Radical Islamic cleric Aman Abdurrahman, center, sits in the defendant's chair during his trial in the District Court of South Jakarta in Jakarta, Indonesia, on Friday, May 18, 2018. Abdurrahman is accused of being the ideologist key to IS militants in Indonesia and ordered attacks that included a suicide bombing and a firearm attack in January 2016 in the capital, Jakarta, which killed four civilians and four attackers. (Tatan Syuflana / Associated Press)
JAKARTA, Indonesia – Indonesian prosecutors demanded Friday the death of radical Islamic cleric Aman Abdurrahman, accused of ordering attacks that included a suicide attack and a firearm attack in the capital Jakarta in January 2016. They killed four civilians and four attackers.
Abdurrahman, who according to police and prosecutors is a key ideologue for Islamic State militants in the world's largest Muslim nation, remained impassive as the prosecution announced the demand for sentencing before a panel of five judges.  Prosecutor Anita Dewayani's attorney said that Abdurrahman's actions had caused deaths and injuries and that there was no reason for leniency.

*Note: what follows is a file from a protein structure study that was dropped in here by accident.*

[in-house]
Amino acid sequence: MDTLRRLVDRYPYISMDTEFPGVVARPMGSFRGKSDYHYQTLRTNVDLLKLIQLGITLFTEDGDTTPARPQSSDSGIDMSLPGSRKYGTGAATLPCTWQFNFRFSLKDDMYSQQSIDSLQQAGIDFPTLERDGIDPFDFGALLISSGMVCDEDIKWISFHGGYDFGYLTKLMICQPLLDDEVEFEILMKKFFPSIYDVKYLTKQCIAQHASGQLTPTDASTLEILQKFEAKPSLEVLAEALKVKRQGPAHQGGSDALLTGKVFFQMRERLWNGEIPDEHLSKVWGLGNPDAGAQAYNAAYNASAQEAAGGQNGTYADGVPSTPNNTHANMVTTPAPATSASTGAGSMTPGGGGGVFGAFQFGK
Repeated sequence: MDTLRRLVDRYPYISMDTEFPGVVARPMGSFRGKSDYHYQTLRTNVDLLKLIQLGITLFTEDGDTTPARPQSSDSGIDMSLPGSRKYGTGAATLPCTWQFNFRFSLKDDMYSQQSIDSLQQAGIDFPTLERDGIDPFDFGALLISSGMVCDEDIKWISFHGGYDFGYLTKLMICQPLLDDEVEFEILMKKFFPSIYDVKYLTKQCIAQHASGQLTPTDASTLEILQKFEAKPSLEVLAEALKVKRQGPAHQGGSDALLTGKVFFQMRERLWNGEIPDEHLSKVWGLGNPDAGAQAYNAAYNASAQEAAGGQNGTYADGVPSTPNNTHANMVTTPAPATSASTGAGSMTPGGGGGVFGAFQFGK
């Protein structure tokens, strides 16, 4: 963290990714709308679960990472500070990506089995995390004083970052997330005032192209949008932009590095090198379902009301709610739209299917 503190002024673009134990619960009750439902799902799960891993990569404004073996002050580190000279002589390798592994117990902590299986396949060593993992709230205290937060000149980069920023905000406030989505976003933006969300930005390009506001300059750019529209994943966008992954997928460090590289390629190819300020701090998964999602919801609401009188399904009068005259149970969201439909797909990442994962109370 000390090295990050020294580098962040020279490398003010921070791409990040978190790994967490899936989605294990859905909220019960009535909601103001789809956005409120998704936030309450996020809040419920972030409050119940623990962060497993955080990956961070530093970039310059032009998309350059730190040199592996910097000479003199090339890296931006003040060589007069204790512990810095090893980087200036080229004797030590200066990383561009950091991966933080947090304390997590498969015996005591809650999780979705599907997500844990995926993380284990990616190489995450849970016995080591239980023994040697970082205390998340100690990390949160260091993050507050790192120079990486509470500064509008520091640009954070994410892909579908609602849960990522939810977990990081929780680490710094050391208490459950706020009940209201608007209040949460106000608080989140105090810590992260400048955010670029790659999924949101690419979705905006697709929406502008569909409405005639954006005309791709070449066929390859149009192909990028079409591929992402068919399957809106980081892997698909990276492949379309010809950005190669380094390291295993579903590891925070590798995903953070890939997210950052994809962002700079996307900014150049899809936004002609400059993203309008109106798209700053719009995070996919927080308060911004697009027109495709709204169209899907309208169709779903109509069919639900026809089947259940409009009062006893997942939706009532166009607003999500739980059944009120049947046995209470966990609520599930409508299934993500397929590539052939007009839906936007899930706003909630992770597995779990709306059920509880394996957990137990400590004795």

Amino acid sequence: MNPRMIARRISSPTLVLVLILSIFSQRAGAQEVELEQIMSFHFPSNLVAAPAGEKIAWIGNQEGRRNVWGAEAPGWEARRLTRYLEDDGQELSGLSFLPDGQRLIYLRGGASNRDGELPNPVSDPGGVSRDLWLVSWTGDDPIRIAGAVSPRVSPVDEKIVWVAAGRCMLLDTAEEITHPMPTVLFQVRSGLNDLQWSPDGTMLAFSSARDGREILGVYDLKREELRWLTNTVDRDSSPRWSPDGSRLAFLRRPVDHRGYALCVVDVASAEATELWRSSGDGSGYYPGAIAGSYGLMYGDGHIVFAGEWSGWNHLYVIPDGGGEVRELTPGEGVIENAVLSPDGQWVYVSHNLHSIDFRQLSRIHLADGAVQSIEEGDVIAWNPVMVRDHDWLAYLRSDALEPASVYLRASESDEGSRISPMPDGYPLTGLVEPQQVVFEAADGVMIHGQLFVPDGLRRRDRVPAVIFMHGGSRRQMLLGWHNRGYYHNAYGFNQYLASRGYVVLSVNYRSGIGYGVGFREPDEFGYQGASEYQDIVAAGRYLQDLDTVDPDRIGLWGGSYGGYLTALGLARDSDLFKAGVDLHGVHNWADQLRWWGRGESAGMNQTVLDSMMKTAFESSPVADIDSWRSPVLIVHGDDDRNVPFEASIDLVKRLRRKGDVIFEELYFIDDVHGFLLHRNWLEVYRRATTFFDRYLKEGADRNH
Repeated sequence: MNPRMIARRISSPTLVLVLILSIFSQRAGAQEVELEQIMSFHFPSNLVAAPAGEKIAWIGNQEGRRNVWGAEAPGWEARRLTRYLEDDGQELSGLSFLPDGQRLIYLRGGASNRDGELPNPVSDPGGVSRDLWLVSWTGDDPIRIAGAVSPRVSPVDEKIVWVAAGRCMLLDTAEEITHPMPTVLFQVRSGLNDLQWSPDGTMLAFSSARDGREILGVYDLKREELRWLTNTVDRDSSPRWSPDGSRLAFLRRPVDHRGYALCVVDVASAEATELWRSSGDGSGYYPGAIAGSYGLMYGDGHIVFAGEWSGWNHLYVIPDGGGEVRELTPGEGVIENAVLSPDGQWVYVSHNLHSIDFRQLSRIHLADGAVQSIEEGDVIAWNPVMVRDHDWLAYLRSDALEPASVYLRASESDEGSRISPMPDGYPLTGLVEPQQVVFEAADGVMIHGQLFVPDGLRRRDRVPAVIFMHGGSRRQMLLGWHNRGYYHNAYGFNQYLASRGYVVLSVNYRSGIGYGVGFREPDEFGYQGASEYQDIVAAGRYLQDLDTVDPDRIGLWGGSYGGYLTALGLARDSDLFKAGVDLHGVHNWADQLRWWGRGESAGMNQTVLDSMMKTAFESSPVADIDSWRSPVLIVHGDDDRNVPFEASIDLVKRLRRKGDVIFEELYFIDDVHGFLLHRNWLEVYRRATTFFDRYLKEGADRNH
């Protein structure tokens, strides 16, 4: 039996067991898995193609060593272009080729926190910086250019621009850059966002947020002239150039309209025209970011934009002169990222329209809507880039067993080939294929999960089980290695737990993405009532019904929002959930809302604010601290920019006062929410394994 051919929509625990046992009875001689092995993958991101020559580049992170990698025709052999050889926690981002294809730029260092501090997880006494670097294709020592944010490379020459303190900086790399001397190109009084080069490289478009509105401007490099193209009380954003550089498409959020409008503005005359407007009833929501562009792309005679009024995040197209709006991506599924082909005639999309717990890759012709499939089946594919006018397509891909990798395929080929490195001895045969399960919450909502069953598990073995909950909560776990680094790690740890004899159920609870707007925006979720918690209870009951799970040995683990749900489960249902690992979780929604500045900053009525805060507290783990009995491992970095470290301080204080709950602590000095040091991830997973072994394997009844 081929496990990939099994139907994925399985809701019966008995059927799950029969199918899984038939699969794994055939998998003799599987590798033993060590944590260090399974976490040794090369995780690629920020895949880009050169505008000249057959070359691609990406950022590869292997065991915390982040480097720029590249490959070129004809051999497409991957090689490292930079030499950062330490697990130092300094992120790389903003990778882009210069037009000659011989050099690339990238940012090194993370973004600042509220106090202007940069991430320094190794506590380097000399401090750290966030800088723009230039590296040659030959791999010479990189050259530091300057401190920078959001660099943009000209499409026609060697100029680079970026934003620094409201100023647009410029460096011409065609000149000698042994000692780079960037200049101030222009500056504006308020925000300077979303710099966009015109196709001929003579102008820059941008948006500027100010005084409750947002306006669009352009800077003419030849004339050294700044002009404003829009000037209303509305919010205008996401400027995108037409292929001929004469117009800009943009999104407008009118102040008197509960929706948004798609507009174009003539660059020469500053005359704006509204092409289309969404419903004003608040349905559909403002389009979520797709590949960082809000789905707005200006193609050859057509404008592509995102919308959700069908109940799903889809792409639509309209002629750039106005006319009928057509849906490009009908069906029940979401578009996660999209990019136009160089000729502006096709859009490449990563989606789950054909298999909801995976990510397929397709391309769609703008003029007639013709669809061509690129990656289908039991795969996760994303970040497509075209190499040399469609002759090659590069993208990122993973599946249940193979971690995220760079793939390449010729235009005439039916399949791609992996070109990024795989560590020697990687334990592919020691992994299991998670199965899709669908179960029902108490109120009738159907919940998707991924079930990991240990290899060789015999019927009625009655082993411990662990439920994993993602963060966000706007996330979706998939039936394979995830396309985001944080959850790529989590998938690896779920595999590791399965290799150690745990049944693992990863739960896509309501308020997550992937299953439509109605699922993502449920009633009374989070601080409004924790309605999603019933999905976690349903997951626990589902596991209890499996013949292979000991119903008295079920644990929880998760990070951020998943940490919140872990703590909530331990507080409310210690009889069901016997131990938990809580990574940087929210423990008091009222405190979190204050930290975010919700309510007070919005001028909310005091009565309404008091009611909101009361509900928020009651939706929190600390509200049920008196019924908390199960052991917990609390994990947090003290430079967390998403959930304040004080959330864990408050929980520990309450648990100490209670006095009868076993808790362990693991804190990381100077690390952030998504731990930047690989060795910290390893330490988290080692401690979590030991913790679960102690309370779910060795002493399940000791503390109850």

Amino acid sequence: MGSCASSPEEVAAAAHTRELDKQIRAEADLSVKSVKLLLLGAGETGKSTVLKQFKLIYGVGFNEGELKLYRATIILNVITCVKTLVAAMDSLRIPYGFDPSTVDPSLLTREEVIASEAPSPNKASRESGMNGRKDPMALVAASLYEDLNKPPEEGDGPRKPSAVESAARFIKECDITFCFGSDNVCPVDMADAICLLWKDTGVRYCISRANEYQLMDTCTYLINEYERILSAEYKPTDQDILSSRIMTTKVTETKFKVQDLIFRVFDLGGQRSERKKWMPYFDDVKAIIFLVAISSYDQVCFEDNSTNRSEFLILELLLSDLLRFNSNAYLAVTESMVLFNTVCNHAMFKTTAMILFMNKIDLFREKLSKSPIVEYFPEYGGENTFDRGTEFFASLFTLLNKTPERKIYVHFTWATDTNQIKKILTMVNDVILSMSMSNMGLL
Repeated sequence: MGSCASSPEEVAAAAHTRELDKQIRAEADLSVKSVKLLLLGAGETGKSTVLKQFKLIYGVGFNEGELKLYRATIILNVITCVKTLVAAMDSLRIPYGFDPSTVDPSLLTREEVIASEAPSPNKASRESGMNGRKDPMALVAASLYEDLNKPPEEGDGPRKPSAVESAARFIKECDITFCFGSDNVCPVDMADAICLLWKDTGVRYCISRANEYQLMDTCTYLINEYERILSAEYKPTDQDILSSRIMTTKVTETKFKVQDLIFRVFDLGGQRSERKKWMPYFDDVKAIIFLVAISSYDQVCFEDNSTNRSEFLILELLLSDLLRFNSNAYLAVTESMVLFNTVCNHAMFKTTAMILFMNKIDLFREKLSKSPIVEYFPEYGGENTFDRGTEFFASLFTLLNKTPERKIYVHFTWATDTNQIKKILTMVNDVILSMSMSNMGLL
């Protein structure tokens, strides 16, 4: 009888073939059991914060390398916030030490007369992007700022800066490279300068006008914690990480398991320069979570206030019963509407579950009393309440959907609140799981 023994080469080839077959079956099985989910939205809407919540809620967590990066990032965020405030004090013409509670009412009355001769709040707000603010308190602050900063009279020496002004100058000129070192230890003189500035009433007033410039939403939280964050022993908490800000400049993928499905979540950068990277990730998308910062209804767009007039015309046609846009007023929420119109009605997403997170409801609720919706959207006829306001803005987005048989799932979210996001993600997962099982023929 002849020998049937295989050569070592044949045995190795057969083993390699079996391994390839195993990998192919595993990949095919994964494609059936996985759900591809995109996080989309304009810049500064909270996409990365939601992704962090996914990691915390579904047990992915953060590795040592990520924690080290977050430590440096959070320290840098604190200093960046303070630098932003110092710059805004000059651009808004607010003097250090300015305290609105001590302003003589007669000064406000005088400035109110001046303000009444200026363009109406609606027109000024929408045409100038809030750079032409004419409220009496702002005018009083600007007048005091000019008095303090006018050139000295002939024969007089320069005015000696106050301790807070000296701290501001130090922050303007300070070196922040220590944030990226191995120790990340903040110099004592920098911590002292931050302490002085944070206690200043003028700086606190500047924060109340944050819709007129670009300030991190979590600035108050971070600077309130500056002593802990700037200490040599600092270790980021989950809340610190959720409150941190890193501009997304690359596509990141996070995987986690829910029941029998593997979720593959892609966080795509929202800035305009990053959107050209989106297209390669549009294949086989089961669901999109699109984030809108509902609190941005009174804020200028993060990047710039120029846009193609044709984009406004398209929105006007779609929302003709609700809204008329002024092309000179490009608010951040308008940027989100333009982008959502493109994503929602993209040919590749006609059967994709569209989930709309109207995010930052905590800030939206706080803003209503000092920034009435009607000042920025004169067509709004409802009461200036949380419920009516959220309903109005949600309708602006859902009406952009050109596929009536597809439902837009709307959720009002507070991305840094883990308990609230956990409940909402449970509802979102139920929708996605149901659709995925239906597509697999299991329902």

Abdurrahman's next hearing was scheduled for May 25. , will respond to the accusation.
"I will make my own defense," Abdurrahman told the court.
Prosecutors say that Abdurrahman's instruction From prison, where he was serving a sentence related to terrorism, there were several attacks in Indonesia, including the January 2016 attack on a Starbucks in Jakarta, an attack on a terminal in buses in the capital that killed three policemen and an attack on a church in Kalimantan that killed a 2-year-old girl.
Reflecting the extreme lack of supervision of militants in Indonesia's overcrowded prisons, Abdurrahman was able to spread radicalism and communicate with his supporters abroad through visits and video calls.
Authorities deployed dozens of elite anti-terrorist and paramilitary police to monitor Friday's hearing in the South Jakarta District Court following a wave of attacks by militants inspired by IS.
Suicide bombings on Sunday and Monday in Surabaya, the second in Indonesia – the largest city, killed 26 people, including 13 attackers. Two families carried out the attacks, using children as young as 7 years old.
Police said they were part of the same militant network in which Abdurrahman played a key role.
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